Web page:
3. If the purpose of this article is to improve non-ADHD/ADHD relationships by addressing the non-adhd partner, then it would be so much more effective if the author took the audience’s experience into account. We non-ADHD people need to understand our ADHD partners and be patient and loving with them for sure, but to improve the relationship, we need hope for the relationship by being reminded of of what we can enjoy from the relationship, or by learning new ways to improve the relationship. Judging by the other comments, I’m not alone in feeling that this article, while it may have done well in helping individuals with ADHD to feel more understood, it left me feeling more hopeless. I assume that the author intended for us, after reading the article, to understand the ADHD experience better, and to reframe our hurtful experiences from then on, thus improving our relationship. I think I would need more explicit help with reframing, because just hearing what I should expect from my ADHD partner, considering the negative emotions already attached to that, is not enough to effectively nudge my relationship in a positive direction.

  4. Here’s the section I have a hard time with: “It’s not always obvious, but deep inside our hearts and souls we know that we’re driving you crazy. We feel bad about ourselves when we upset you. We know we’re difficult to deal with sometimes, and we feel shame and guilt over that. For most of our lives, other people have told us we weren’t doing our best or trying our hardest. These words took root and sprouted into doubt, worry, and performance anxiety. To this day, they tell us we were never good enough and we probably still aren’t. We live with that every day.”

    Even the writer of this article can’t stop and acknowledge the non-ADHD partner. Notice how by the end of the paragraph it goes right back to “my experience with ADHD is hard.” Are there any resources on this site that even attempt to validate the non-ADHD partner’s experience and view point? A literal hallmark trait of ADHD is that they lack empathy and insight into other’s experiences. It is completely disingenuous to write things like “We know we’re difficult to deal with sometimes”, which you don’t actually understand, and then to pivot back to the ADHD perspective. And of course, no acknowledgement that while being empathetic is difficult, it is still the responsibility of the person with ADHD to show empathy. Not just think good thoughts about it.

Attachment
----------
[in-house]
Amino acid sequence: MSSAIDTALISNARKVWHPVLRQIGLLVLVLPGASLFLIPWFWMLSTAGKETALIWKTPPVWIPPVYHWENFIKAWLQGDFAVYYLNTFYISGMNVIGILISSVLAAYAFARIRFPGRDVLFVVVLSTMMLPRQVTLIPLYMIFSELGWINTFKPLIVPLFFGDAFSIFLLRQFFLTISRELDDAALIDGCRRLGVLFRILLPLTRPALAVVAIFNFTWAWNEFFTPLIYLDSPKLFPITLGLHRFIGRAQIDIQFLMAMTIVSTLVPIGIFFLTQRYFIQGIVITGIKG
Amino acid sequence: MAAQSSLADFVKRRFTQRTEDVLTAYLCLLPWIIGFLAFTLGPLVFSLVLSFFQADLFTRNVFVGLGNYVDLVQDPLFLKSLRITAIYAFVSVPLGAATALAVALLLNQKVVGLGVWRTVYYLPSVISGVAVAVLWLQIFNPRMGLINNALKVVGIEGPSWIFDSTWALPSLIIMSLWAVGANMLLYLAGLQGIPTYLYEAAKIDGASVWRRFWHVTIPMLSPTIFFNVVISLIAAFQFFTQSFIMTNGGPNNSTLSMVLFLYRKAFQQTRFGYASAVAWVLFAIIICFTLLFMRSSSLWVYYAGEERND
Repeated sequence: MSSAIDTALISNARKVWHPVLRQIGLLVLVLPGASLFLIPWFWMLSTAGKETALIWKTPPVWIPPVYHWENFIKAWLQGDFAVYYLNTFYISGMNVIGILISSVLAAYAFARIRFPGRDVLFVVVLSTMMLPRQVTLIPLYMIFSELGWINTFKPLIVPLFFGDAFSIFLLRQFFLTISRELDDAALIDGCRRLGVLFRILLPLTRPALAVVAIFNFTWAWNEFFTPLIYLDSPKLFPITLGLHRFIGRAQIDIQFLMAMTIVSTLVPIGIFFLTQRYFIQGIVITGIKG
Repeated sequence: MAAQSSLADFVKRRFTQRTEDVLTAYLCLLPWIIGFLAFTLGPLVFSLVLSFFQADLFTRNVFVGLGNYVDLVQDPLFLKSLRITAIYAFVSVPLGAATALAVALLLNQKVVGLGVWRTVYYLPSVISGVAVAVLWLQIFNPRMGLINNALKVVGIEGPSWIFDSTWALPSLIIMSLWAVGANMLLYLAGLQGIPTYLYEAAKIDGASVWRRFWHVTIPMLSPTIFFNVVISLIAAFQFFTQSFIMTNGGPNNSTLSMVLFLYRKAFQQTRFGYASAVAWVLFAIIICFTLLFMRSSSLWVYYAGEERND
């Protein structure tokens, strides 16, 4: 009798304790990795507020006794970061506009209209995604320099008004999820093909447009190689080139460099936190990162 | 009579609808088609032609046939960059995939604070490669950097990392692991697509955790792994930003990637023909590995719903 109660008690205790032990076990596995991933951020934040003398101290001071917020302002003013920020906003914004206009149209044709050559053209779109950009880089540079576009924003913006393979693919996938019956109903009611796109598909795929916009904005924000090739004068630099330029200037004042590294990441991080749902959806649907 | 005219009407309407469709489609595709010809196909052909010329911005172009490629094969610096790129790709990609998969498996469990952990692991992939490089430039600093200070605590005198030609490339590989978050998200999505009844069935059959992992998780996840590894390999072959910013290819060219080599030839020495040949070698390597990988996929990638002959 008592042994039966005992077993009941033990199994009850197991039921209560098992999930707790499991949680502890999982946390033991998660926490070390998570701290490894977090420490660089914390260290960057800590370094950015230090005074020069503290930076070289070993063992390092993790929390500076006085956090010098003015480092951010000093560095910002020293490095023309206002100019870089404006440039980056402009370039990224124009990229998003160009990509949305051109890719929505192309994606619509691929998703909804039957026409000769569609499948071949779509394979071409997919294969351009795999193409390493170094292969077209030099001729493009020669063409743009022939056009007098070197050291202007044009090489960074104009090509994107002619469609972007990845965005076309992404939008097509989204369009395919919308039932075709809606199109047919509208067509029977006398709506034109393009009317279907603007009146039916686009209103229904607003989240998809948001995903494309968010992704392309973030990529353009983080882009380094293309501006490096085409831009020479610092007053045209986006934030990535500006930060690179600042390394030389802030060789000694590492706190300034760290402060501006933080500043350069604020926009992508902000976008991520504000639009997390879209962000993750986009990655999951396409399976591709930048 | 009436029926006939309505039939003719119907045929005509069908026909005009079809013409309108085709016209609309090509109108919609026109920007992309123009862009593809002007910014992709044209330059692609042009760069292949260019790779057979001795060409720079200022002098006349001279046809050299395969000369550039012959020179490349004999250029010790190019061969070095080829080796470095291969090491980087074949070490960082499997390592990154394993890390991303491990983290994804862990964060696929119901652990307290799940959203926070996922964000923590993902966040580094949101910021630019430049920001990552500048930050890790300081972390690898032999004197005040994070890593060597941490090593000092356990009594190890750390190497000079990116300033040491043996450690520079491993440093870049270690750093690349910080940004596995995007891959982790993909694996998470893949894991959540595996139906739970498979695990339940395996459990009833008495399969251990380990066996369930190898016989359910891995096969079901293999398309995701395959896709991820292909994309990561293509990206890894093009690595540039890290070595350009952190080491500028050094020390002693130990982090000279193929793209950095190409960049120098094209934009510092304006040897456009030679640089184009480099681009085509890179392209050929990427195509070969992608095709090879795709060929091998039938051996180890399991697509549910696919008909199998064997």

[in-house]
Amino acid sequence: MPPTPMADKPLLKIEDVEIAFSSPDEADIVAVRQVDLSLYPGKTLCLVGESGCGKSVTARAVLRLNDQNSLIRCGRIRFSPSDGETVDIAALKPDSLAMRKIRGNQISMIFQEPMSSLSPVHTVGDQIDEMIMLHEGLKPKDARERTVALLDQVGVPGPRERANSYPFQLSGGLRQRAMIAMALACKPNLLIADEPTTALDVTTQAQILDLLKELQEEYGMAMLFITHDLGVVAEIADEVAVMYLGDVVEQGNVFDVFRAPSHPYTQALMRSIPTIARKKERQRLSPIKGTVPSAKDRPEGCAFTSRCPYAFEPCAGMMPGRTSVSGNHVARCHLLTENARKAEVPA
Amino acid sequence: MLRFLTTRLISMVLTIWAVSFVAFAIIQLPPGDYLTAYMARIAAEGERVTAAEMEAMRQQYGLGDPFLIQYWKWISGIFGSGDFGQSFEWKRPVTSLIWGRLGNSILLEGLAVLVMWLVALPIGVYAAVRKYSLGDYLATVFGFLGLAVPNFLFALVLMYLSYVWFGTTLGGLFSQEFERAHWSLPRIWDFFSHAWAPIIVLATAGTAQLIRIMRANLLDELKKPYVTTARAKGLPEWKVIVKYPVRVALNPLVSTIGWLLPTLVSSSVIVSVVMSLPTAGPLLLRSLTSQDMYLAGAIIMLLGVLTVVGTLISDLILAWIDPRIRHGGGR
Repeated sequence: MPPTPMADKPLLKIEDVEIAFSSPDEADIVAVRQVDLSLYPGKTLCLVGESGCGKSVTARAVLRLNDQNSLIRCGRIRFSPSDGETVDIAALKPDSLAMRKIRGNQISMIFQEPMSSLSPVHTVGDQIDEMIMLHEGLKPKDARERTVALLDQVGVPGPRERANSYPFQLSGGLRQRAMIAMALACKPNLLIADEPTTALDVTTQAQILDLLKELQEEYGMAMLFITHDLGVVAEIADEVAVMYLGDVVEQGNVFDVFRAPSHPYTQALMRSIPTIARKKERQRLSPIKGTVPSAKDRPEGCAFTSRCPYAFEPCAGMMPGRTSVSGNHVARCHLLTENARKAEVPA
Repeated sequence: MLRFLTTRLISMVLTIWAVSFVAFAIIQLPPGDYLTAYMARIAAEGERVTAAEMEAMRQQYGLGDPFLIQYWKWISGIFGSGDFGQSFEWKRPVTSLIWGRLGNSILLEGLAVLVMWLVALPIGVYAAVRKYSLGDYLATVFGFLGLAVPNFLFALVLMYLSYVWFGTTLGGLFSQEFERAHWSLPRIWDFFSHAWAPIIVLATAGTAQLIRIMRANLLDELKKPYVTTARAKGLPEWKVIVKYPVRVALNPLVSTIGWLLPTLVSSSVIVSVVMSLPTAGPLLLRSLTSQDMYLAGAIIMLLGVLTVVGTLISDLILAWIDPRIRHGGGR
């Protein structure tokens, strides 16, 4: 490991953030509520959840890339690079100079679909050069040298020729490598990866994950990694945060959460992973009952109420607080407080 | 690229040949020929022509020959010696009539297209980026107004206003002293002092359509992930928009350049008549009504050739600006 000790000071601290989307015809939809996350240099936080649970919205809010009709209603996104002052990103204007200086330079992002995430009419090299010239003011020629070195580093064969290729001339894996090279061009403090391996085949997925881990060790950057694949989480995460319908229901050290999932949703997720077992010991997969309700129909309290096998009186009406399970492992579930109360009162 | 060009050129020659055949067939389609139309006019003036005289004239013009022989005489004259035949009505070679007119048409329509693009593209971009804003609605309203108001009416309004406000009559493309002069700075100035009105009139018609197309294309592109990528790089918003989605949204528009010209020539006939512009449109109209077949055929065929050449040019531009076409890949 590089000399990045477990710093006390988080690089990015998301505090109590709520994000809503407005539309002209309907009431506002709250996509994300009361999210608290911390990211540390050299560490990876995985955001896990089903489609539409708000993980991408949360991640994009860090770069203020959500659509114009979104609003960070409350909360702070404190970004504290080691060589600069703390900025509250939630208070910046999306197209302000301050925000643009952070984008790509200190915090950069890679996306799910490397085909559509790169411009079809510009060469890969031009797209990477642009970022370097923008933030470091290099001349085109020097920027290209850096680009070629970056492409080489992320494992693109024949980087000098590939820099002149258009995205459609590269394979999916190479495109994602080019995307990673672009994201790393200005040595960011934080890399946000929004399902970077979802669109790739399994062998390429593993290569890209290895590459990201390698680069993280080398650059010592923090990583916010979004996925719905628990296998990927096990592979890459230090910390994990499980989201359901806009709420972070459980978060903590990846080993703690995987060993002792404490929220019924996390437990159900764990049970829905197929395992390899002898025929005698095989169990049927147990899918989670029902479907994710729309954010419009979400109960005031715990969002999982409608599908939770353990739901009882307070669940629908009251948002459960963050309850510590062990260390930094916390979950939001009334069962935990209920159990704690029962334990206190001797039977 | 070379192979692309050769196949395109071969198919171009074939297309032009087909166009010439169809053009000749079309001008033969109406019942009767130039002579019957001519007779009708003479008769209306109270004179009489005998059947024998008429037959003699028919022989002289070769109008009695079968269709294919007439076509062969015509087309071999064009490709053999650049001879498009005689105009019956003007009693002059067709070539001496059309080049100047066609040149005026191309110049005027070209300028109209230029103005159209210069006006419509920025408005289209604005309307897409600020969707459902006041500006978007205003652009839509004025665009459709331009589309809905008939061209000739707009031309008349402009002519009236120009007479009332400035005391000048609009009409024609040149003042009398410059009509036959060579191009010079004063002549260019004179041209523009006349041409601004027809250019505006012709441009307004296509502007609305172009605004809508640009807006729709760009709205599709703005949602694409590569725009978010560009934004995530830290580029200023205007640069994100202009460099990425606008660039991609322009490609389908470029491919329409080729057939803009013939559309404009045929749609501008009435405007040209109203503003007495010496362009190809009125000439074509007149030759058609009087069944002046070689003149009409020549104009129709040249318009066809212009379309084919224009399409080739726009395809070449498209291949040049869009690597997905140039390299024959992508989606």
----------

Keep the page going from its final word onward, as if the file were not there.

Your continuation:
5. @justbehonest: the point of the article was not to instill hope or validate the experience of the partner, there are lots of op eds on here that will do that. The point of this was to instill a little empathy for your add/adhd partners experience. Yes, most days it feels hopeless to us too. We wake up everyday knowing that we will wake up every day for the rest of lives and struggle function “like normal adults”, and on top of that, be shamed for our neurological differences.
    Also, we DO feel great empathy for our partners (studies show manic (bipolar and mood disordered) states are associated with decreased empathy not add/adhd.) in fact, the amount of empathy we feel for those close to us actually reinforces the shame-cycle. We often can’t help but disappoint and hurt those close to, and so when we do we feel horrible and empathize with our partners deeply. This then cycles back into shame because we are not intentionally doing the things that cause the hurt. We feel flawed. As a partner, it’s important to understand how seemingly small and “insignificant” comments can reinforce or trigger this dangerous cycle. I’m in no way saying it’s ok for us as add/adhd people to use this as an excuse to stop waking up everyday ready for the daily battle and working on improving our areas of struggle. But that’s a different conversation than the one the author is trying to have.

  6. And oh yeah, we do know how hard it is! It’s hard for us to be around ourselves. I daily disappoint, hurt and annoy the crap out of myself, Iif I could get away from me I would. But we also have the rich inner life that comes with this. As a partner you don’t get that depth of experience of the positive sides of this. But as the author notes, you get spontaneous, quick thinking, vivacious, creative partners- so focusing on these aspects too will help get you through the inevitable struggles you will face if you choose an adhd/add partner. TBH, it’s a lot of extra work and accepting a lot, and that should be taken into consideration if you’re in a relationship with someone like us. Not saying if any person should or shouldn’t choose that, but it should be considered and you need to make that informed choice consciously. It’s the only way to muster enough patience to get through the day-to-day challenges add/adhd will present in your relationship and you/your partners individual lives.